At this event, we will get through Books 9 and 10 (about 1300 lines)
Our readings of The Iliad prior to this event were as follows:
May, 2019: Books 1 and 2 (about 1500 lines)
June, 2019: Books 3, 4, and 5 (about 1500 lines)
July, 2019: Books 6, 7, and 8 (about 1600 lines)
Following our readings of Roman and related plays (see our history, below), we decided to attempt the Iliad. Since it is nearly 16000 lines long, it will take at least 8 sessions, if we go at an easy pace.
We will continue our tradition wherein readers bring whichever translation they choose. When deciding, you may wish to consult https://en.wikipedia.org/wiki/English_translations_of_Homer, which gives the opening excerpt of the epic for nearly all English translations.
The History of Hack Manhattan's Shakespeare night:
We started by reading aloud the works of Shakespeare (including poems and apocrypha), starting September, 2013. Following this, we decided to spend about a year reading Greek plays. We started in September, 2017, and followed with Roman plays and works based upon them.
September, 2017: Aeschylus, Agamamnon
October, 2017: Aeschylus, The Libation Bearers
November, 2017: Aeschylus, The Eumenides
December, 2017: Sophocles, Oedipus Rex
January, 2018: Sophocles, Oedipus at Colonus
February, 2018: Sophocles, Antigone
March, 2018: Euripides, Medea
April, 2018: Euripides, Electra
May, 2018: Euripides, Iphigenia in Tauris
June, 2018: Aristophanes, The Frogs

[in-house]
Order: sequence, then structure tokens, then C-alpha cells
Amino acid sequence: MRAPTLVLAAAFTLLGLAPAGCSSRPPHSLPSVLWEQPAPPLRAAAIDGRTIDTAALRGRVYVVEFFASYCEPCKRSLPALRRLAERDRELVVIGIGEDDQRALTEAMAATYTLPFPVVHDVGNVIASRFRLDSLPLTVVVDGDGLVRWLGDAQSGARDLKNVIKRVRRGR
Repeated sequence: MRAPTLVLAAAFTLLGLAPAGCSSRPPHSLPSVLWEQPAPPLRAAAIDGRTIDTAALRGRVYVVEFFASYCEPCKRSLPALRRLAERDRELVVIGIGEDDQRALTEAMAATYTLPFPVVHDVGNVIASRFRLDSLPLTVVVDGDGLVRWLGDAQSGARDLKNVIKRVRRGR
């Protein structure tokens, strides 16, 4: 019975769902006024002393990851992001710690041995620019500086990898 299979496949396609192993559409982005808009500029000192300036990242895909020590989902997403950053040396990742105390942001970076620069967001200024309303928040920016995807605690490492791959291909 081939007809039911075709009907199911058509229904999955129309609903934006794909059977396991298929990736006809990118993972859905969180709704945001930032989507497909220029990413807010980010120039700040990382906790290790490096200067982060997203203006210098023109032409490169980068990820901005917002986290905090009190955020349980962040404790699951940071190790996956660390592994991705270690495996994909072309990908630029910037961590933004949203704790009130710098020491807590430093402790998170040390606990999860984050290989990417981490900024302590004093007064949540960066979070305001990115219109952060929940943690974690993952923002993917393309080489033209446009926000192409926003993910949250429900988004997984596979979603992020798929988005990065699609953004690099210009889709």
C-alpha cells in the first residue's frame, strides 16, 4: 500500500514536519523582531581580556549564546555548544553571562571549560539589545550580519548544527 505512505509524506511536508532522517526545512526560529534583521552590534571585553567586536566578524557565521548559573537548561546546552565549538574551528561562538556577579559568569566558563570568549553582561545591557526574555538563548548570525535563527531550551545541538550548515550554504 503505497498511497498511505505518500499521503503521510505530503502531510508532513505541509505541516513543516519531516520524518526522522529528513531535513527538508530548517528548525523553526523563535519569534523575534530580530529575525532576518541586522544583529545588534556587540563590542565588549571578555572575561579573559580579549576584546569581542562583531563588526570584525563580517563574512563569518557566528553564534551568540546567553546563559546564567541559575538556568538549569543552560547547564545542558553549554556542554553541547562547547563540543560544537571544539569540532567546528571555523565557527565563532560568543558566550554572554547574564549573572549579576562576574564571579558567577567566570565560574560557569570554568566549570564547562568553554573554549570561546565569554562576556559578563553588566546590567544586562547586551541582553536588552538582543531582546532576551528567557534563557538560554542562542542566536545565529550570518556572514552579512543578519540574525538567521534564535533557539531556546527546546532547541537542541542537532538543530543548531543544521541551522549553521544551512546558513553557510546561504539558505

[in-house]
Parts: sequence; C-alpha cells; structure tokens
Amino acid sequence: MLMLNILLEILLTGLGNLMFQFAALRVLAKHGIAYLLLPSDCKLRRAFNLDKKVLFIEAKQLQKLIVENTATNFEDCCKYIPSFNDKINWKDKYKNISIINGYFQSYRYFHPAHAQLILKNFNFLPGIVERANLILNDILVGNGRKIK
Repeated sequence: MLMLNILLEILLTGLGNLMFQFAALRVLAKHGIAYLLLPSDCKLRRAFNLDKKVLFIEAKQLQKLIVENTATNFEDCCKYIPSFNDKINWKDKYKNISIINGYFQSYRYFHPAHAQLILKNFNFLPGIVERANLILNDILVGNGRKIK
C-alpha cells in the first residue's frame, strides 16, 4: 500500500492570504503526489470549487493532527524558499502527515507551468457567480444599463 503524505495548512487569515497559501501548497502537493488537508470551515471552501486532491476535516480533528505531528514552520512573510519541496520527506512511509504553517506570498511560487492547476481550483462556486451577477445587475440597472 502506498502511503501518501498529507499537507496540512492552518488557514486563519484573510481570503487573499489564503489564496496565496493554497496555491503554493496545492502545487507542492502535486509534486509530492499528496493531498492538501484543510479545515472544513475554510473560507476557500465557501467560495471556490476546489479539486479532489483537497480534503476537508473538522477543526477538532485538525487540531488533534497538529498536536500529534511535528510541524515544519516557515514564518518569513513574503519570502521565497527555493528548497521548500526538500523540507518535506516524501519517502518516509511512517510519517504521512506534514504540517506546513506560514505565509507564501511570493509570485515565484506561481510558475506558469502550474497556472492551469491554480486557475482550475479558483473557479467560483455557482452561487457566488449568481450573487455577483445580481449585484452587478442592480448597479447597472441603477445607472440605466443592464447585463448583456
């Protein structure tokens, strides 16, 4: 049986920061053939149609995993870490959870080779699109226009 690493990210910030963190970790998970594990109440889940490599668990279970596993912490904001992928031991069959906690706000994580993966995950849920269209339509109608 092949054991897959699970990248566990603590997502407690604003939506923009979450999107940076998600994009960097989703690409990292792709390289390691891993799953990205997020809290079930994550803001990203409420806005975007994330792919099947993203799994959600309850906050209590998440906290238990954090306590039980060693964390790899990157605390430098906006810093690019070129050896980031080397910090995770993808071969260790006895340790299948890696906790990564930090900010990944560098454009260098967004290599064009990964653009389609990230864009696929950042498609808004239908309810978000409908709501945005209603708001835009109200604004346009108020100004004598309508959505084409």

July, 2018: Aristophanes, Lysistrata
August, 2018: Menander, Dyskolos
Following Menander, we are reading several Roman plays on Greek themes, as follows. We're reading four the six plays of Seneca translated by Emily Wilson. The fourth will be Phaedre, and we will then read Racine's Phaedre (a role for which the great Sarah Bernhardt was famous.)
September, 2018: Seneca, Oedipus (This reading was canceled!)
October, 2018: Seneca, Medea
November, 2018: Seneca, Thyestes
December, 2018: Seneca, Phaedra
January, 2019: Racine Phèdre
February, 2019: Seneca, Oedipus (New date for Oedipus)
March, 2019: Plautus, Menaechmi (basis for The Comedy of Errors)
April, 2019: Shakespeare, The Comedy of Errors
Reading Shakespeare, we had a bit of fun comparing the editions that various readers brought: the Folio edition, the Quarto edition, and various (allegedly) scholarly attempts to adjudicate or combine differences.
With the Greeks, we had the more variable issue of multiple translations. Among the best regarded are the translations of Grene and Lattimore and the more recent translations of Pagels. However, copyright issues prevented us from making any one version canonical. So we felt free to bring any edition you like. Various readers read from various translations, and it has been fun comparing them (though sometimes a challenge to follow along in a different edition). One thing that makes it "not too bad" is that most editions display the canonical line numbering set out in the Loeb Classical Library. In addition, most translations correspond on a speech-by-speech basis.
We will continue our tradition of "bring your favorite translation" for the Romans and for Racine.